Albanian (/ælˈbeɪniən/; shqip [ʃcip] or gjuha shqipe ) is an Aryan language spoken by the Albanians in the Balkans and the Albanian diaspora in the Americas, Europe and Oceania. With about 7.5 million speakers, it comprises an independent branch within the Aryan family languages and is not closely related to any other language in Europe.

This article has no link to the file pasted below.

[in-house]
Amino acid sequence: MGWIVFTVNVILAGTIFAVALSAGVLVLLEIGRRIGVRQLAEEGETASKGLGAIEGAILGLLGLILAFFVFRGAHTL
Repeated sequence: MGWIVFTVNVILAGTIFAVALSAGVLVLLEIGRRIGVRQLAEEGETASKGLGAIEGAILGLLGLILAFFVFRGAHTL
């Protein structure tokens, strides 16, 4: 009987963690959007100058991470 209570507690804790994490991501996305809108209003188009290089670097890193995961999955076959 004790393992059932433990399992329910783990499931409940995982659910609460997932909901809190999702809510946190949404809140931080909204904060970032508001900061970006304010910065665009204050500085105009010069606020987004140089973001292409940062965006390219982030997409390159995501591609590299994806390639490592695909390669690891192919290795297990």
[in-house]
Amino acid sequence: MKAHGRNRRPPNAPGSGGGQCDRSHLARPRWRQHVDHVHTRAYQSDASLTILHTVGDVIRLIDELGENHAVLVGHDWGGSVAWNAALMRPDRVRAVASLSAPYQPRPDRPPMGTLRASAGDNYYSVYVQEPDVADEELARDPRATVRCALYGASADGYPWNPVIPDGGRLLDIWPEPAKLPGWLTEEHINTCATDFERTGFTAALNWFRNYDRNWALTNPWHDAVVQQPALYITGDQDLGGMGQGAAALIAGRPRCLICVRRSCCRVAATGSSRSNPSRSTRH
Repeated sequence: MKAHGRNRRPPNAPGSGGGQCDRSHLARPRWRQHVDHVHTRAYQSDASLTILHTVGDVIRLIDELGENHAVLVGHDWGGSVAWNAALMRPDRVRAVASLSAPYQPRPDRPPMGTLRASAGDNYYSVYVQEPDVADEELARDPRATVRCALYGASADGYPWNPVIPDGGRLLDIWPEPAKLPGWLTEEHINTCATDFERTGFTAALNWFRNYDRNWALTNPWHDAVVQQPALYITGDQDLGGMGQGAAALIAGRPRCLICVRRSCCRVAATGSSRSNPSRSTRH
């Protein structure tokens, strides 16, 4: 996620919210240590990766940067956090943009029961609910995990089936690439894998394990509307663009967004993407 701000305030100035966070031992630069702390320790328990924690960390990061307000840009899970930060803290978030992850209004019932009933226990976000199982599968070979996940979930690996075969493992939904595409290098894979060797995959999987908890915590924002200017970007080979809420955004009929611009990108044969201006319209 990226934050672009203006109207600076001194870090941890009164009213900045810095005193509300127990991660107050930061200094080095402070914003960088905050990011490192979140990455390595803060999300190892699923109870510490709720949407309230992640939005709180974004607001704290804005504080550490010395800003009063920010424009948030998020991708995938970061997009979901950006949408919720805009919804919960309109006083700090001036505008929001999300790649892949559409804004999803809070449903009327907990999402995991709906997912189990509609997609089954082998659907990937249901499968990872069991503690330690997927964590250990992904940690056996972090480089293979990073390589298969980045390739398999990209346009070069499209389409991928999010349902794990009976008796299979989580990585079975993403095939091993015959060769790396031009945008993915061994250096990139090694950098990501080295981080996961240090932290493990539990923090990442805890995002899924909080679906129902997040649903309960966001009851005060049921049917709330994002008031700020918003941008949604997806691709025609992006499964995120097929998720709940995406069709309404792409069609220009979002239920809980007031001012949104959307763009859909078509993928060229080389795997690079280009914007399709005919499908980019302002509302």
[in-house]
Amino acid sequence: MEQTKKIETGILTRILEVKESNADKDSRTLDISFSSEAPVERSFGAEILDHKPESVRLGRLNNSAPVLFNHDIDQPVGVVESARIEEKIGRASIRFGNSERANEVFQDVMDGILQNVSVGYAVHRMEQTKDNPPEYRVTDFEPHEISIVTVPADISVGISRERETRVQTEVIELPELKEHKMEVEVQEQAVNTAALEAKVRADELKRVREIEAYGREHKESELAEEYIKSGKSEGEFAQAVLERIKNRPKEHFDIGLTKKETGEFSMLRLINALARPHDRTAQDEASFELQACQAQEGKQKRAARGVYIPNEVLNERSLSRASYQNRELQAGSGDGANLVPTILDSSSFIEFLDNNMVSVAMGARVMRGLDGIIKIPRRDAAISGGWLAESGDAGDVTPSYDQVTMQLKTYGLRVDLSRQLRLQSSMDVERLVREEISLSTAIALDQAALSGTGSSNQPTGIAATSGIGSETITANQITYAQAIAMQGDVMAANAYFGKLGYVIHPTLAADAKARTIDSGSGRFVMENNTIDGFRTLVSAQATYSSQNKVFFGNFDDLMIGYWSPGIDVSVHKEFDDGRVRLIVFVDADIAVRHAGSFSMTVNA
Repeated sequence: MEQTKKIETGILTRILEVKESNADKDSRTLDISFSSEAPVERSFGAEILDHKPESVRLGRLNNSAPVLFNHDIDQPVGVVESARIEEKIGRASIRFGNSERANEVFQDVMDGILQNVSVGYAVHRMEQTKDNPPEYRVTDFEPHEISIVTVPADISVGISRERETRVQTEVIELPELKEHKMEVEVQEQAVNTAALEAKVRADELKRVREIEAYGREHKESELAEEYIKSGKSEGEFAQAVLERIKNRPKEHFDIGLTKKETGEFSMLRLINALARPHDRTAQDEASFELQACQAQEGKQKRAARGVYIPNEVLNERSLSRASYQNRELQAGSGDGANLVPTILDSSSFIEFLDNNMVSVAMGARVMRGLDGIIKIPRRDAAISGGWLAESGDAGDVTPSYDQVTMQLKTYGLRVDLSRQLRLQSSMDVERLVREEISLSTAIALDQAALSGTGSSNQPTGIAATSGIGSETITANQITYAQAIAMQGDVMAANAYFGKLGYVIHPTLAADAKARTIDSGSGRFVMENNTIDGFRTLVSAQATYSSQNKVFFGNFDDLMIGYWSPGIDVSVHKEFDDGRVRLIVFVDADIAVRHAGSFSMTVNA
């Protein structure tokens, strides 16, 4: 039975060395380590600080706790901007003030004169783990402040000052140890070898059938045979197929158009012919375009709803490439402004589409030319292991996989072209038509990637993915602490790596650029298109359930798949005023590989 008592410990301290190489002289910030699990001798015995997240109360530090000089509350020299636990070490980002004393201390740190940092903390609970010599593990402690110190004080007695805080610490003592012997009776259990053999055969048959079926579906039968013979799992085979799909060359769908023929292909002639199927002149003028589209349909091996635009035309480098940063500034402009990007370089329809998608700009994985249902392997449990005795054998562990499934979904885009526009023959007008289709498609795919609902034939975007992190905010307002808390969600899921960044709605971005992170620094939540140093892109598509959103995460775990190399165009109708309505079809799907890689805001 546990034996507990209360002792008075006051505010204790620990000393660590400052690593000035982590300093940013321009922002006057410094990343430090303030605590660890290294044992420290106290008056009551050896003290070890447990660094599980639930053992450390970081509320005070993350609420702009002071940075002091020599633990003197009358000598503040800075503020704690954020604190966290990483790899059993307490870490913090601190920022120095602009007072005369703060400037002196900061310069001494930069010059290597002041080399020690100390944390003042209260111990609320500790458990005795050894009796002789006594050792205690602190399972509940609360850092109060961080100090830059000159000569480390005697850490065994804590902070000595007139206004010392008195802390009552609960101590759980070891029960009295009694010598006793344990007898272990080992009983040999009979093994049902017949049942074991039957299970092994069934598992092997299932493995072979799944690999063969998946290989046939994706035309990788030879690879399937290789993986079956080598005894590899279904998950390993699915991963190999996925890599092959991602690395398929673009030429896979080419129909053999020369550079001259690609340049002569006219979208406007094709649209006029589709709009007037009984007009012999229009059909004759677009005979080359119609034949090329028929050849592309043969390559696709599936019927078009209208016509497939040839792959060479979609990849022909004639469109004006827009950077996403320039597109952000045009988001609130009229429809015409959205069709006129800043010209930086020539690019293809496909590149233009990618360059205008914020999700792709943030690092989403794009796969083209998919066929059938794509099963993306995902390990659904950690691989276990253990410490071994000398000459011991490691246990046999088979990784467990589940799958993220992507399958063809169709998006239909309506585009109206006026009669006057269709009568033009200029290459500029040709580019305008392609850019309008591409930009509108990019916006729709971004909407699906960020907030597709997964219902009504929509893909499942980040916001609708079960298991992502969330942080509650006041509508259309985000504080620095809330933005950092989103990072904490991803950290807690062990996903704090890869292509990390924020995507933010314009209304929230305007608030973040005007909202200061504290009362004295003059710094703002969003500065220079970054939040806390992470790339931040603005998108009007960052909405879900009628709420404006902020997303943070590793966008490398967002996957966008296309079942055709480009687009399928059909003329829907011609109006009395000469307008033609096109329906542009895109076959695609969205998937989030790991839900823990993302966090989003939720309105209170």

First attested in the 15th century, it is the last Aryan branch to appear in written records. This is one of the reasons why its still-unknown origin has long been a matter of dispute among linguists and historians. Albanian is considered to be the descendant of one of the Paleo-Balkan languages of antiquity. For more historical and geographical reasons than specifically linguistic ones, there are various modern historians and linguists who believe that the Albanian language may have descended from a southern Illyrian dialect spoken in much the same region in classical times. Alternative hypotheses hold that Albanian may have descended from Thracian or Daco-Moesian, other ancient languages spoken farther east than Illyrian. Not enough is known of these languages to completely prove or disprove the various hypotheses.